A plain carbon steel and an alloy steel were assessed using the Jominy end quench test.
The hardness of the samples was measured as a function of the distance from the quenched end to demonstrate the different hardenability of the two steels. The data is shown as Vickers and Rockwell hardness.
The alloy compositions are given in the table below.
|Plain carbon Steel||0.3||0.7||0.1||0.14||0.26||0.03||0.003||0.02|
The Vickers hardness test uses a square pyramidal diamond indentor. The recorded hardness depends on the indentation load and the width of the square indentation made by the diamond. The indentation load is typically between 10 and 30 kg. The hardness number is usually denoted by HV20 for Hardness Vickers 20 kg, for example. The Vickers test is most commonly used in the UK. The Rockwell hardness of a metal can also be determined using a similar technique.
The variation of hardness was measured with distance from the quenched end. The results are plotted in the graph below. Click on the circled data points to see how the microstructure varies with distance from the quenched end.
The alloy steel clearly has the highest hardenability, forming martensite to a greater depth than the plain carbon steel. Look at both the microstructures at high magnification, and try to observe the relationship between the volume fraction of martensite and the hardness of the steel.
The Vickers hardness scale is not the only scale used to measure hardness in metals.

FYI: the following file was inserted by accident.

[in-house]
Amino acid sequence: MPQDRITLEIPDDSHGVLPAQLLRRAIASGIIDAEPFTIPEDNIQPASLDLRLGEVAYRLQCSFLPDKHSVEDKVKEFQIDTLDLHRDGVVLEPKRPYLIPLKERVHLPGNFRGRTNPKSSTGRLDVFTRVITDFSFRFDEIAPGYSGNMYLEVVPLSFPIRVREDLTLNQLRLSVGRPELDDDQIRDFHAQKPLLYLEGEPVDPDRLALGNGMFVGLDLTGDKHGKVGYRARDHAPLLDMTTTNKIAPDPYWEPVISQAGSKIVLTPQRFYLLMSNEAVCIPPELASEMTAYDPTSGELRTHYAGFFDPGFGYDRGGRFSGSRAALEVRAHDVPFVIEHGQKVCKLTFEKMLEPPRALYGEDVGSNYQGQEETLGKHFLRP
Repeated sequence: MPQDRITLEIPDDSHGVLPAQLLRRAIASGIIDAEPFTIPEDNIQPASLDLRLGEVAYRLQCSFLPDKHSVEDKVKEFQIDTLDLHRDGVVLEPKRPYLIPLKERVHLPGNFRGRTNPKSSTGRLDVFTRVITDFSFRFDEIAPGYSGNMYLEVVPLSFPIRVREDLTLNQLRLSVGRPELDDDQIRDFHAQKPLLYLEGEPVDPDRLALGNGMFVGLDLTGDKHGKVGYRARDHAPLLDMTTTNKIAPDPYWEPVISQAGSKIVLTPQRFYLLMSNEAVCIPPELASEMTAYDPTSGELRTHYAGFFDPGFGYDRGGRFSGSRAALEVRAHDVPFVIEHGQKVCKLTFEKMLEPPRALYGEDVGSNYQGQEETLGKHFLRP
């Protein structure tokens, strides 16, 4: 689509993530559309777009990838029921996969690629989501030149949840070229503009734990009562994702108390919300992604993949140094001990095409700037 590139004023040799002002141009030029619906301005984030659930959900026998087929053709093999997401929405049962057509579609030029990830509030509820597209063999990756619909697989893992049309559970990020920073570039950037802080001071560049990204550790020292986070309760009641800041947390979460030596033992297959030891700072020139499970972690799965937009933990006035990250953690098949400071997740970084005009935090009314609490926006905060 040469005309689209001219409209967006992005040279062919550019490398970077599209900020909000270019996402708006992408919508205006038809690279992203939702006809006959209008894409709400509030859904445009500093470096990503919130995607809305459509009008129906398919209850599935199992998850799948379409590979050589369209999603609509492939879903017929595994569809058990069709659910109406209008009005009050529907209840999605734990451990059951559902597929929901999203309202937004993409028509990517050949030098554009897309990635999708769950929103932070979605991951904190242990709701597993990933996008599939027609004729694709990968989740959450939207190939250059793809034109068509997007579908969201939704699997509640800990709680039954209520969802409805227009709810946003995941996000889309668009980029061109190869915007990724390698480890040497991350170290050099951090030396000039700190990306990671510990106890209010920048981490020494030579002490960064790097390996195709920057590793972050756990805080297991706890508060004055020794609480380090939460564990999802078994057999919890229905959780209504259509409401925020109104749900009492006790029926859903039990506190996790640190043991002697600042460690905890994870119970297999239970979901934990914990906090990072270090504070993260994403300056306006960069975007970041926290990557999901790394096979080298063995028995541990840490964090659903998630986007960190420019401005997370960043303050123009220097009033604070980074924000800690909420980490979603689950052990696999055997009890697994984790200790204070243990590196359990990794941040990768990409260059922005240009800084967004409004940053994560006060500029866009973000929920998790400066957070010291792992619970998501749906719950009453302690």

The Rockwell hardness test measures a number which depends on the difference in the depth of an indentation made by two loads, a minor load followed by a major load. There are different scales for the Rockwell hardness test. For example, the commonly used Rockwell C test uses a minor load of 10 kg, followed by a major load of 150 kg. The number is denoted as HRC for Hardness Rockwell C scale. The indentor is either a conical diamond pyramid, or a hardened steel ball. The Rockwell test is commonly used in the USA.
Other tests include the Brinell and Knoop hardness tests.
There are conversion charts between the hardness scales. These can be found in standards, such as the British Standards, and reference works such as the ASM Metals handbook. It's important to use the correct conversion chart for different materials, since the hardness test causes plastic strain, and therefore varies with the strain hardening properties of the material.
The graph below gives the Jominy end quench data in terms of the Rockwell hardness number. Clicking on the circled data points will take you to images of the microstructure at that location in the sample.